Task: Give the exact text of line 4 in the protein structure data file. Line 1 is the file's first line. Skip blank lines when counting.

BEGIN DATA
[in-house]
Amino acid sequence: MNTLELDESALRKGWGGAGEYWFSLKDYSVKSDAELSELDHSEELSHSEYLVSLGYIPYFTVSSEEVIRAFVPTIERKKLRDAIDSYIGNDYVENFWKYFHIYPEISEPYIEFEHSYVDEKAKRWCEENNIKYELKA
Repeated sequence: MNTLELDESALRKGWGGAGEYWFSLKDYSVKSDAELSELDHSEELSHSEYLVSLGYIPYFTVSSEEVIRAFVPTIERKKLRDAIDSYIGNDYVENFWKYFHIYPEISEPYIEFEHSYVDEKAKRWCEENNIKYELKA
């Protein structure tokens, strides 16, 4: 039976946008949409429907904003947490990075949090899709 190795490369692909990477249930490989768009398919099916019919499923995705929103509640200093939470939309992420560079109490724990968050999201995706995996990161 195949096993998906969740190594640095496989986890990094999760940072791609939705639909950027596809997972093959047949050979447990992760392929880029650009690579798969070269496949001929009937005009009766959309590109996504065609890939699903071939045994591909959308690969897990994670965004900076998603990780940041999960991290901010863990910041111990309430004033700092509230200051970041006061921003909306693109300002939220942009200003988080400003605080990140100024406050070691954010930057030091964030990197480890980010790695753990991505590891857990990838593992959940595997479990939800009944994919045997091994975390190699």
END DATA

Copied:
């Protein structure tokens, strides 16, 4: 039976946008949409429907904003947490990075949090899709 190795490369692909990477249930490989768009398919099916019919499923995705929103509640200093939470939309992420560079109490724990968050999201995706995996990161 195949096993998906969740190594640095496989986890990094999760940072791609939705639909950027596809997972093959047949050979447990992760392929880029650009690579798969070269496949001929009937005009009766959309590109996504065609890939699903071939045994591909959308690969897990994670965004900076998603990780940041999960991290901010863990910041111990309430004033700092509230200051970041006061921003909306693109300002939220942009200003988080400003605080990140100024406050070691954010930057030091964030990197480890980010790695753990991505590891857990990838593992959940595997479990939800009944994919045997091994975390190699």